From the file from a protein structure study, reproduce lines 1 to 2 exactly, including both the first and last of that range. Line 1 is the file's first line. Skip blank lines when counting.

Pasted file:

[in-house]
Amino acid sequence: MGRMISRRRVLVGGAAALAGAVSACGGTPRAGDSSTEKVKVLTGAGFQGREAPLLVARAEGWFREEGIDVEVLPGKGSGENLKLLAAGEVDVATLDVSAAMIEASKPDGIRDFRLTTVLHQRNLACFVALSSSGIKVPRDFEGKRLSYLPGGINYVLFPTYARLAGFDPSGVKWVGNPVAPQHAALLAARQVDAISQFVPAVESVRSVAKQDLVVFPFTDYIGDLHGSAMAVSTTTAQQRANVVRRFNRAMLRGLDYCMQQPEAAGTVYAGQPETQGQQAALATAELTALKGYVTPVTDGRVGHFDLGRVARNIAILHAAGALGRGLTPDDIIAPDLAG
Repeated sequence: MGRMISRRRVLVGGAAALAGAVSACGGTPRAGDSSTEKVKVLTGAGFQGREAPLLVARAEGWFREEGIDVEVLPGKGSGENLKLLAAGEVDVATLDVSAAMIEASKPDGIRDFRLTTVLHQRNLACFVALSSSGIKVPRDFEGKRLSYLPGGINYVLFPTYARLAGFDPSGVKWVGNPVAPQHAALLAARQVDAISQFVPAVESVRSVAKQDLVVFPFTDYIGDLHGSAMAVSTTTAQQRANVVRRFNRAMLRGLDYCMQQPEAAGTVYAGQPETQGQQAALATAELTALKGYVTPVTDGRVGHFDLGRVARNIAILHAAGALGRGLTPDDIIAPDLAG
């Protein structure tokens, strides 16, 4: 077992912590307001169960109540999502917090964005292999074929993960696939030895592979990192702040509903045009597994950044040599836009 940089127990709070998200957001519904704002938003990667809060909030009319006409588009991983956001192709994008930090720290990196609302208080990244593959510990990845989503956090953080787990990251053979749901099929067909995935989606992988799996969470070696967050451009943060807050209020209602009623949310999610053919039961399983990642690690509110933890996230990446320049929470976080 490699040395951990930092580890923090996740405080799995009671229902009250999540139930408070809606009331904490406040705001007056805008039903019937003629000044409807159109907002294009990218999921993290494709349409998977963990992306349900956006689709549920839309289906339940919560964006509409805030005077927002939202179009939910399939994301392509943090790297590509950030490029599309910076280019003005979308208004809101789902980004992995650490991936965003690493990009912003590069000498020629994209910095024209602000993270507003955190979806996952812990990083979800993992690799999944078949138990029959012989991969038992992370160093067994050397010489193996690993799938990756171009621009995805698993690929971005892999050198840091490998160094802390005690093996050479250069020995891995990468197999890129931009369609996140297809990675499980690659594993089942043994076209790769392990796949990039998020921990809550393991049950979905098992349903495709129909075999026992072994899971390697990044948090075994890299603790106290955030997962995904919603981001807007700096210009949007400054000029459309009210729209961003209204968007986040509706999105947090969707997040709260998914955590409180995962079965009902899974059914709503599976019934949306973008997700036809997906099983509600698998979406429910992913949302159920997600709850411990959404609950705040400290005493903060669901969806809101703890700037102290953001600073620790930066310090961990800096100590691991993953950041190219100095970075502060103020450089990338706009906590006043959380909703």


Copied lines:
[in-house]
Amino acid sequence: MGRMISRRRVLVGGAAALAGAVSACGGTPRAGDSSTEKVKVLTGAGFQGREAPLLVARAEGWFREEGIDVEVLPGKGSGENLKLLAAGEVDVATLDVSAAMIEASKPDGIRDFRLTTVLHQRNLACFVALSSSGIKVPRDFEGKRLSYLPGGINYVLFPTYARLAGFDPSGVKWVGNPVAPQHAALLAARQVDAISQFVPAVESVRSVAKQDLVVFPFTDYIGDLHGSAMAVSTTTAQQRANVVRRFNRAMLRGLDYCMQQPEAAGTVYAGQPETQGQQAALATAELTALKGYVTPVTDGRVGHFDLGRVARNIAILHAAGALGRGLTPDDIIAPDLAG